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The FAA finally takes steps to regulate Commercial UAVs

20 Feb , 2015  

After the leak of the document that would propose legislation for unmanned aerial vehicles on Saturday, February 14 2015, the FAA held a press conference the following day, on a Sunday, before a federal holiday, to unveil their 195 page proposal for regulating commercial UAVs (click here to view the full 195-page PDF document) or here to view a 2-page summary.

In this Notice of Proposed Rulemaking, or NPRM, the aircraft would be limited to 55 lbs and a maximum speed of 100mph, would requiere testing and stricly line of sight to fly the craft. Here’s a summary of the proposal, from the FAA PDF.

Operational Limitations Further Summarized

  • Unmanned aircraft must weigh less than 55 lbs. (25 kg).
  • Visual line-of-sight (VLOS) only
  • Small unmanned aircraft may not operate over any persons not directly involved in the operation.
  • Daylight-only operations (official sunrise to official sunset, local time).
  • Must yield right-of-way to other aircraft, manned or unmanned.
  • First-person view camera cannot satisfy “see-and-avoid” requirement but can be used as long as requirement is satisfied in other ways.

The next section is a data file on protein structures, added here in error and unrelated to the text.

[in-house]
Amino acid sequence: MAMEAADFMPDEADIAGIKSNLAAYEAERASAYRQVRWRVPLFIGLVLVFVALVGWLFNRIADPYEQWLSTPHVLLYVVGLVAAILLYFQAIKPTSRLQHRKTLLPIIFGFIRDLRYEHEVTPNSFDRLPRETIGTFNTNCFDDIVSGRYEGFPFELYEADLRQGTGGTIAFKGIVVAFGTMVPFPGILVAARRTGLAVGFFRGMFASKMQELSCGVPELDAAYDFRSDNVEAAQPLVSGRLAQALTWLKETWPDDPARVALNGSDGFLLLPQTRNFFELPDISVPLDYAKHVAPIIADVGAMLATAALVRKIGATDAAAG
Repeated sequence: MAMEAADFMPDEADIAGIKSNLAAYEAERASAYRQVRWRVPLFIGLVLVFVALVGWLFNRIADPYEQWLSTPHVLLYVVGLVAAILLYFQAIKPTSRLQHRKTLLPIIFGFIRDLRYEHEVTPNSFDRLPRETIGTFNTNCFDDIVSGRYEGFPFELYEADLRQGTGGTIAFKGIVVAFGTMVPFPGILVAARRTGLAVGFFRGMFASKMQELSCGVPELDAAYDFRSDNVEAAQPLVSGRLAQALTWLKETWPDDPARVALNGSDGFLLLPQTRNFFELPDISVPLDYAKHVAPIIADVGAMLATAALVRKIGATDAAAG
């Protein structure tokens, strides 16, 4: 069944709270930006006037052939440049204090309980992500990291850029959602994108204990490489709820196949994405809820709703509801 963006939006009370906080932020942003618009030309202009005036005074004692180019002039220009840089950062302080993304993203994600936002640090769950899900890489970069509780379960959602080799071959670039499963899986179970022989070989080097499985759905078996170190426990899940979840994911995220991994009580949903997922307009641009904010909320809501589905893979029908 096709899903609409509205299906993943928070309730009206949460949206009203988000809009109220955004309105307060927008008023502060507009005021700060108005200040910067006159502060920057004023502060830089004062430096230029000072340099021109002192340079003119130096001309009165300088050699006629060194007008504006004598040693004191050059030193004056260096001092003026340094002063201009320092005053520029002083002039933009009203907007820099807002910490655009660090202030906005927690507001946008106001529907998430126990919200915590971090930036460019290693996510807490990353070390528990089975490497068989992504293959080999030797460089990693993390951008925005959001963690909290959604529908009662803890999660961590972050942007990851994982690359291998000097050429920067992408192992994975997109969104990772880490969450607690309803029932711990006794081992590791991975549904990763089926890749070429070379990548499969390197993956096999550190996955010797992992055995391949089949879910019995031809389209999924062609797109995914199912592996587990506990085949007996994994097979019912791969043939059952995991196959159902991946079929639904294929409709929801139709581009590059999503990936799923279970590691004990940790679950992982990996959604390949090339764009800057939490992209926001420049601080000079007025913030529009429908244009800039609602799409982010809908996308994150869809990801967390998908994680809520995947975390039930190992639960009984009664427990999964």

• Maximum airspeed of 100 mph (87 knots).
  • Maximum altitude of 500 feet above ground level.
  • Minimum weather visibility of 3 miles from control station.
  • No person may act as an operator or VO for more than one unmanned aircraft operation at one time.

These proposed rules would not allow for automated flying, first person view and would severely limit the scope of what an unmanned aerial vehicle can do. Out the window goes package delivery, crop monitoring and anything else that involves mission planning. By limiting flight to strictly line of sight, the only potential uses I see are perhaps aerial photography and videography or perhaps lifting and delivering light weight equipment, on a construction site.

On a positive note, it would require the operator of a UAV to get certified, which would at least ensure that these remote pilots are qualified to fly their vehicles. It would also requiere pre-flight checks and markings. There is a 60 day period of public input, but that period hasn’t started yet, so expect more concrete regulations or at least steps, coming this spring.

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